Ukrainian President Volodymyr Zelensky has promised that his forces will retake the Crimean Peninsula, which was annexed by Russia in 2014, despite warnings from other officials that Kiev will soon lose the Donbass region to Moscow without substantial military aid from the West.
The leader pledged to recapture the Russian controlled region in a video message on Monday, stating that “the Ukrainian flag will fly again over Yalta and Sudak, over Dzhankoy and Yevpatoriya” – all major cities on the peninsula.
“Of course, we will also liberate our Crimea,” he added.
Zelensky went on to say that Ukraine would also retake the Donbass region in the country’s east, where separatist forces have declared secession from the government in Kiev and are now fighting alongside Moscow. “Tell them the Ukrainian army will definitely come!” the president said, urging citizens to maintain contacts with those living in the area.
Despite Zelensky’s optimism, however, Ukrainian officials offered a far less promising assessment in comments to the Wall Street Journal, which noted that “without a broad and rapid increase in military assistance,” Kiev faces “defeat” in the Donbass.
An adviser to Ukraine’s interior minister, Anton Gerashchenko, said “victory will be with the side that has more and better weapons,” and that if Western nations fail to supply sufficient arms, Ukraine “will bleed out.” The Journal reported that Moscow currently has 10 to 20 artillery pieces for every unit operated by Ukraine along the front lines and significantly more ammunition, as well as superiority in armor and air power.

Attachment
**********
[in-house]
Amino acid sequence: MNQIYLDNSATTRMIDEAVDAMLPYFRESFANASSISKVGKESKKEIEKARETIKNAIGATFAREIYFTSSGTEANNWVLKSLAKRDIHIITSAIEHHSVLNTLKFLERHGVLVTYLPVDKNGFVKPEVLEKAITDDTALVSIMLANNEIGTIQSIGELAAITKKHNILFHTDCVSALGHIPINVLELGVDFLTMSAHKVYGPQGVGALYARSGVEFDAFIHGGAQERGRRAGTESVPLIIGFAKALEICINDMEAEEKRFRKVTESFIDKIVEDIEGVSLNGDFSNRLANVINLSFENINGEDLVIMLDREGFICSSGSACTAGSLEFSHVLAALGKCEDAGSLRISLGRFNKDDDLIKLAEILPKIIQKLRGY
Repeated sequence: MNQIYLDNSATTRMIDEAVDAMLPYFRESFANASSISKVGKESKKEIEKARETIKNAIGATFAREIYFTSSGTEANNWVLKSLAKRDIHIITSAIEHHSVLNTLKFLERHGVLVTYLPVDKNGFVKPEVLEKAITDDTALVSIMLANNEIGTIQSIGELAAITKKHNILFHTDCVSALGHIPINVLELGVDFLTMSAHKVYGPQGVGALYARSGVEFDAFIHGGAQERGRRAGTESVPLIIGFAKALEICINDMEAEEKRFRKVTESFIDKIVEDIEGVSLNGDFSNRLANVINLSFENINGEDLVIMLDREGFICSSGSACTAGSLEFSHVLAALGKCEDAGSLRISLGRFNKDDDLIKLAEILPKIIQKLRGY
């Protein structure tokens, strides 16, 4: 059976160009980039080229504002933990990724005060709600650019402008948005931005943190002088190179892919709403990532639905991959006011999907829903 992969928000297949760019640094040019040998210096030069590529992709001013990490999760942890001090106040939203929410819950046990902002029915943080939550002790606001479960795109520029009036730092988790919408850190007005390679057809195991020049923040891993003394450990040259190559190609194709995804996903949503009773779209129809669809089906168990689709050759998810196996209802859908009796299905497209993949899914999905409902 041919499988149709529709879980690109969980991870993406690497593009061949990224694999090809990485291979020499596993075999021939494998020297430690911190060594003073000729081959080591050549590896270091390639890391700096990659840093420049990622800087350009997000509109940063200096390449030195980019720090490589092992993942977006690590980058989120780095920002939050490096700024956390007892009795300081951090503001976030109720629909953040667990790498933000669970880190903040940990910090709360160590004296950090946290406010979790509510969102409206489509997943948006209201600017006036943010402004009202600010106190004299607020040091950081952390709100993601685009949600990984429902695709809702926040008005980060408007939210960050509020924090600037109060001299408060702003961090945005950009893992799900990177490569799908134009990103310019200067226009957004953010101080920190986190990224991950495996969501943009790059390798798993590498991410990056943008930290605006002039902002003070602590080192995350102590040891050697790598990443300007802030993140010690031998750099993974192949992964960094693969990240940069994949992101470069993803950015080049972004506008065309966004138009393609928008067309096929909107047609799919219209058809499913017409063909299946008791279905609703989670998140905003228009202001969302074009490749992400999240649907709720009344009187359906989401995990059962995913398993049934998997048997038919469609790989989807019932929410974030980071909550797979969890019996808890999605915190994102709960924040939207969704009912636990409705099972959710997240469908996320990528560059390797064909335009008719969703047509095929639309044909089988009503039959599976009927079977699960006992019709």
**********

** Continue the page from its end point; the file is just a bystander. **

Though Russia devoted more attention to Ukraine’s western half in the initial phase of its attack, it has since shifted focus to the Donbass, which it has also vowed to “liberate” from Ukrainian control on behalf of two separatist states in Donetsk and Lugansk. As of early June, Moscow held at least 20% of Ukraine – a figure acknowledged by Zelensky himself – much of it in the country’s east and south.
Washington alone has provided tens of billions of dollars in security assistance to Ukraine since Russia invaded in February, in addition to a wave of arms transfers from allies across Europe. Recent Pentagon shipments included long-range rocket systems capable of striking targets 50 miles away – well beyond the range of US-made artillery already provided – despite concerns the weapons would be used for attacks on Russian soil.
Still, officials in Kiev are demanding more from the US, with senior Zelensky aide Mykhailo Podolyak insisting on Monday that Ukraine needs “heavy weapons parity” in order to “end the war.” Toward that goal, he requested another 1,000 howitzers, 300 multiple-launch rocket systems (MLRS), 500 tanks, 2,000 armored vehicles and 1,000 drones.